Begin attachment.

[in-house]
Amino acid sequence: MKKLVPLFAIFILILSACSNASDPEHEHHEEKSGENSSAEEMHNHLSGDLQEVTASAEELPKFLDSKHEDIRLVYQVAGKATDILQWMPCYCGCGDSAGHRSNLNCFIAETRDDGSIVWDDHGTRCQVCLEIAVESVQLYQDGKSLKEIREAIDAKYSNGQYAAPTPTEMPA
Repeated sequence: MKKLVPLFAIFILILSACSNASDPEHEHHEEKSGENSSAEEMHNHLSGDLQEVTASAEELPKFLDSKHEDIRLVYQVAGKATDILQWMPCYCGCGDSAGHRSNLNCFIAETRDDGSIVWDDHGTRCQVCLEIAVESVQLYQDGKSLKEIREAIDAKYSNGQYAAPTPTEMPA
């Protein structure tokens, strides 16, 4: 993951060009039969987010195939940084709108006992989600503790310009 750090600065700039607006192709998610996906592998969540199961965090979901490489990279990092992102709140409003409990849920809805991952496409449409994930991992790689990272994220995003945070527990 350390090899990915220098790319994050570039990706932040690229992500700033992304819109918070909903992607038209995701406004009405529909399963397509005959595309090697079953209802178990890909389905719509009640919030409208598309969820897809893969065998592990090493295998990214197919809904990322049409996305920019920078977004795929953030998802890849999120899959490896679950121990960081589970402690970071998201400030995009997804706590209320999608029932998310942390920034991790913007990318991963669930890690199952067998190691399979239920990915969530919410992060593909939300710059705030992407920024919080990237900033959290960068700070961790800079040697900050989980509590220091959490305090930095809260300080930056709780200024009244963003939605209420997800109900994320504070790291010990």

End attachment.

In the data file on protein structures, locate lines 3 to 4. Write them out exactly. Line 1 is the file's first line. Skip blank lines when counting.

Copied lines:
Repeated sequence: MKKLVPLFAIFILILSACSNASDPEHEHHEEKSGENSSAEEMHNHLSGDLQEVTASAEELPKFLDSKHEDIRLVYQVAGKATDILQWMPCYCGCGDSAGHRSNLNCFIAETRDDGSIVWDDHGTRCQVCLEIAVESVQLYQDGKSLKEIREAIDAKYSNGQYAAPTPTEMPA
């Protein structure tokens, strides 16, 4: 993951060009039969987010195939940084709108006992989600503790310009 750090600065700039607006192709998610996906592998969540199961965090979901490489990279990092992102709140409003409990849920809805991952496409449409994930991992790689990272994220995003945070527990 350390090899990915220098790319994050570039990706932040690229992500700033992304819109918070909903992607038209995701406004009405529909399963397509005959595309090697079953209802178990890909389905719509009640919030409208598309969820897809893969065998592990090493295998990214197919809904990322049409996305920019920078977004795929953030998802890849999120899959490896679950121990960081589970402690970071998201400030995009997804706590209320999608029932998310942390920034991790913007990318991963669930890690199952067998190691399979239920990915969530919410992060593909939300710059705030992407920024919080990237900033959290960068700070961790800079040697900050989980509590220091959490305090930095809260300080930056709780200024009244963003939605209420997800109900994320504070790291010990």